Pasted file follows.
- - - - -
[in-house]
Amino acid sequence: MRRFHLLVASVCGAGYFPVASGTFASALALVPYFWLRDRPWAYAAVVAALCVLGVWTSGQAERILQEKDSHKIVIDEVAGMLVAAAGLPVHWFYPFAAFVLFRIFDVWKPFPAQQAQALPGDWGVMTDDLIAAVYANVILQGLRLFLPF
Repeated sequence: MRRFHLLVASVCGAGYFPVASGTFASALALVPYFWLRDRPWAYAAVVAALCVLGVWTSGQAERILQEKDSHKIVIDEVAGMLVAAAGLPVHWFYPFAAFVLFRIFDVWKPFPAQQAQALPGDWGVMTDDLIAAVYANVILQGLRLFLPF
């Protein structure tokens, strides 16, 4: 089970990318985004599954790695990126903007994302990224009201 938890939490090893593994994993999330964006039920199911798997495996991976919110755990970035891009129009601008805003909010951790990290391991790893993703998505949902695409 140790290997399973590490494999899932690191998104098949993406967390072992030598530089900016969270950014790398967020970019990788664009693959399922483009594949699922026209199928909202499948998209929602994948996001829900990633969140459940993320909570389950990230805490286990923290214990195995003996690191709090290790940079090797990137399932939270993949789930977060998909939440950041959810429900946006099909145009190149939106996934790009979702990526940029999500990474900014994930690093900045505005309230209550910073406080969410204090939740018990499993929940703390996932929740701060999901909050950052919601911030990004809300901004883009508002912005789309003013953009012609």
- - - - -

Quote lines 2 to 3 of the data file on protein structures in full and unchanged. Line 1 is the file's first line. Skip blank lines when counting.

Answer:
Amino acid sequence: MRRFHLLVASVCGAGYFPVASGTFASALALVPYFWLRDRPWAYAAVVAALCVLGVWTSGQAERILQEKDSHKIVIDEVAGMLVAAAGLPVHWFYPFAAFVLFRIFDVWKPFPAQQAQALPGDWGVMTDDLIAAVYANVILQGLRLFLPF
Repeated sequence: MRRFHLLVASVCGAGYFPVASGTFASALALVPYFWLRDRPWAYAAVVAALCVLGVWTSGQAERILQEKDSHKIVIDEVAGMLVAAAGLPVHWFYPFAAFVLFRIFDVWKPFPAQQAQALPGDWGVMTDDLIAAVYANVILQGLRLFLPF